Celebrating success

An important WHO appointment for resident disaster response expert Professor Leonard Notaras AO (pictured) leads recent successes for Flinders people, which also includes kudos for an rising researcher, a national health board appointment and a cultural safety expert recognised in awards.

Disaster response expert takes key WHO role

Professor Len Notaras AO

Professor Leonard Notaras AO, former Flinders staff member and current academic status holder, has been appointed Chair of the World Health Organisation’s Emergency Medical Team (EMT) Strategic Advisory Group (SAG).

Professor Notaras is the strategic founder and current Executive Director of the National Critical Care and Trauma Response Centre (NCCTRC), and has a long history in disaster response, having coordinated the Royal Darwin Hospital response to the 2002 and 2005 Bali bombings, along with events at Ashmore Reef in 2009.

The role of the NCCTRC, working out of Darwin, includes coordinating and deploying the AUSMAT (Australian Medical Assistance Team) capability, as well as providing extensive training and research opportunities in response to major national and international disasters.

SA representation on national health panel

Dr Jacqueline Stephens

Dr Jacqueline Stephens, from the College of Medicine and Public Health, has been elected to the Australasian Epidemiological Association as Membership and Special Interest Group Officer, and as Strategic Planning and Advocacy Assistant. Dr Stephens is the first South Australian to be included on the panel for several years, and will use her platform to introduce SA-specific issues at a national level.

Cultural safety awarded at inaugural awards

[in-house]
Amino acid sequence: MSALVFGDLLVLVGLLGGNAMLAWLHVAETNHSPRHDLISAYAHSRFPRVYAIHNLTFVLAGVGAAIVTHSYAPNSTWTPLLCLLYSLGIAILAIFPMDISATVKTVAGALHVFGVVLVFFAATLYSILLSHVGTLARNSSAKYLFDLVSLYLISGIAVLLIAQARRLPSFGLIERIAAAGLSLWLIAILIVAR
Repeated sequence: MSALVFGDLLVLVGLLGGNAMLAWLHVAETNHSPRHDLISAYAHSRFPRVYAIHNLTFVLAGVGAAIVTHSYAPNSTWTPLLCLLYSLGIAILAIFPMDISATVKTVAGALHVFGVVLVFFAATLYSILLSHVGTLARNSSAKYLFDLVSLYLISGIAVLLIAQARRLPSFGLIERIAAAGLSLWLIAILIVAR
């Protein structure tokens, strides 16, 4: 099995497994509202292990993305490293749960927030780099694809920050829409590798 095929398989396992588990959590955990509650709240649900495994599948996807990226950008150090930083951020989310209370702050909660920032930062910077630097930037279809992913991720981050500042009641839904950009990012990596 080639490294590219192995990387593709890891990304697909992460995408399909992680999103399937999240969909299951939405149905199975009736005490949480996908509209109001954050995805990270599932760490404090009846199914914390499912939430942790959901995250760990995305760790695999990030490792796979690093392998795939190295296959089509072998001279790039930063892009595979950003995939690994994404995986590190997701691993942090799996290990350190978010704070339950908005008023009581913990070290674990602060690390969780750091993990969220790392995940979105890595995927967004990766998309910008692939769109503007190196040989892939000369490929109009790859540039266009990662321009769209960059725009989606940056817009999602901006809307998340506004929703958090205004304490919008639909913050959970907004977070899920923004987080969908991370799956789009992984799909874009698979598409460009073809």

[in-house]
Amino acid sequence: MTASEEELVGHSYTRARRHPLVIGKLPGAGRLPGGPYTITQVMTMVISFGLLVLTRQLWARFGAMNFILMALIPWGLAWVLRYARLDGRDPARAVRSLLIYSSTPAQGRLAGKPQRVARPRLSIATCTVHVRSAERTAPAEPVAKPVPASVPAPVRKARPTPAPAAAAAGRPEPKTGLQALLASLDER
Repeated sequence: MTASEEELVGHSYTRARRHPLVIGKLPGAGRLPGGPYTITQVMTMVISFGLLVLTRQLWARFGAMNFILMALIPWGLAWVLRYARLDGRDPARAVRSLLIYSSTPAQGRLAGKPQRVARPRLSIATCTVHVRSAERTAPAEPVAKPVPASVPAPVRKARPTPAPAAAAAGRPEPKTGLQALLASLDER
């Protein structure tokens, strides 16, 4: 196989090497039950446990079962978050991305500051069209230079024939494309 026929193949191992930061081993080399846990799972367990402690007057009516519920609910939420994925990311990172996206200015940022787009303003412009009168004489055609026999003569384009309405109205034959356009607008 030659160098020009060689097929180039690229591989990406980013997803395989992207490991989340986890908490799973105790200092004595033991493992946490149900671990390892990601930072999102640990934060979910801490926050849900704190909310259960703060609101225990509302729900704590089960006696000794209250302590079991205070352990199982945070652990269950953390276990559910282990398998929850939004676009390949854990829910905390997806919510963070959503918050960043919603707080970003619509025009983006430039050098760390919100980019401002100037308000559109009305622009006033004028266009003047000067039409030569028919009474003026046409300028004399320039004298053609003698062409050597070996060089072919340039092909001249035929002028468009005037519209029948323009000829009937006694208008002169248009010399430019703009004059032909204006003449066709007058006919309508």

Mr Roland Wilson

Congratulations to Roland Wilson, Lecturer in Public Health Indigenous Health, who was recently announced as the inaugural winner of the LIME CONNECTION Dennis McDermott Memorial Award for Excellence in Cultural Safety. Mr Wilson was recognised for exemplifying and personifying the notions of cultural safety, being innovative and for instilling transformative and transferable information in demonstrating best practice in cultural safety.

The Award is named in honour of the late Professor Dennis McDermott, a Koori psychologist who conducted research on how to teach Indigenous cultural safety to medical and allied health students. Professor McDermott was Director of the Flinders University’s Poche Centres for Indigenous Health and Wellbeing in Adelaide and the Northern Territory, and also served as Associate Head of Faculty for Aboriginal and Torres Strait Islander Health at Flinders.

Kudos for sleep researcher

Dr Tom Altree, PhD Candidate in the Flinders Health and Medical Research Institute: Sleep Health, has been awarded the New Investigator Award at the Thoracic Society of Australia & New Zealand branch meeting in Adelaide for his presentation on sleep apnea pharmacotherapy. Dr Altree (second from left in the image) was presented the award by Arash Badiei (President-elect of TSANZ SA/NT Branch), Debra Sandford (President TSANZ SA/NT Branch) and Sue MacIntosh (Rep for event sponsor GlaxoSmithKline).

Award for teacher at Indigenous early education school

Flinders University education graduate Ashley Gregory, a teacher at Flinders Children’s Centre and Tji Tji Wiltja Preschool, won the 2021 SA Public Education Early Years Teacher of the Year. The award judges applauded Ms Gregory for nurturing positive and supportive relationships between children, families and educators at her children’s centre, where 98% of enrolments are Aboriginal and Torres Strait Islander children. Using up-to-date research to create responsive learning environments and culturally inclusive practices, her work has helped increase attendance from 63% in 2018 to 78% in 2021 and has also seen a significant increase in children’s use of tier 3 and conversational language. Full details about the award winners can be found here.


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College of Medicine and Public Health